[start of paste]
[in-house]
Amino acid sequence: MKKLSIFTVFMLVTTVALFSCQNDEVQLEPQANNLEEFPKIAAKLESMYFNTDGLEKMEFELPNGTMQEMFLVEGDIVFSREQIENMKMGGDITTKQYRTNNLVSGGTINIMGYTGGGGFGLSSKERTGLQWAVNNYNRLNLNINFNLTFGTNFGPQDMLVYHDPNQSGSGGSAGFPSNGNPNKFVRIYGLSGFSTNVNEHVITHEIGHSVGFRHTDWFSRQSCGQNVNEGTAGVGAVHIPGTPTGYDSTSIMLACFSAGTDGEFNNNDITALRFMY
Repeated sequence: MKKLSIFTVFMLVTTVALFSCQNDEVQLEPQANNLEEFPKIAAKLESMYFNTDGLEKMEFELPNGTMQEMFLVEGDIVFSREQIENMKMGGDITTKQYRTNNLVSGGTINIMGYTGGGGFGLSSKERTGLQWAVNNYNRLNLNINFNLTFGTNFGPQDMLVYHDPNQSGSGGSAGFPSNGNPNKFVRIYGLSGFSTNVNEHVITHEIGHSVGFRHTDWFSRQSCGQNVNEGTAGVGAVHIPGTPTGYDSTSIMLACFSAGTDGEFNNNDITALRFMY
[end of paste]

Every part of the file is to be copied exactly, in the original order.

[in-house]
Amino acid sequence: MKKLSIFTVFMLVTTVALFSCQNDEVQLEPQANNLEEFPKIAAKLESMYFNTDGLEKMEFELPNGTMQEMFLVEGDIVFSREQIENMKMGGDITTKQYRTNNLVSGGTINIMGYTGGGGFGLSSKERTGLQWAVNNYNRLNLNINFNLTFGTNFGPQDMLVYHDPNQSGSGGSAGFPSNGNPNKFVRIYGLSGFSTNVNEHVITHEIGHSVGFRHTDWFSRQSCGQNVNEGTAGVGAVHIPGTPTGYDSTSIMLACFSAGTDGEFNNNDITALRFMY
Repeated sequence: MKKLSIFTVFMLVTTVALFSCQNDEVQLEPQANNLEEFPKIAAKLESMYFNTDGLEKMEFELPNGTMQEMFLVEGDIVFSREQIENMKMGGDITTKQYRTNNLVSGGTINIMGYTGGGGFGLSSKERTGLQWAVNNYNRLNLNINFNLTFGTNFGPQDMLVYHDPNQSGSGGSAGFPSNGNPNKFVRIYGLSGFSTNVNEHVITHEIGHSVGFRHTDWFSRQSCGQNVNEGTAGVGAVHIPGTPTGYDSTSIMLACFSAGTDGEFNNNDITALRFMY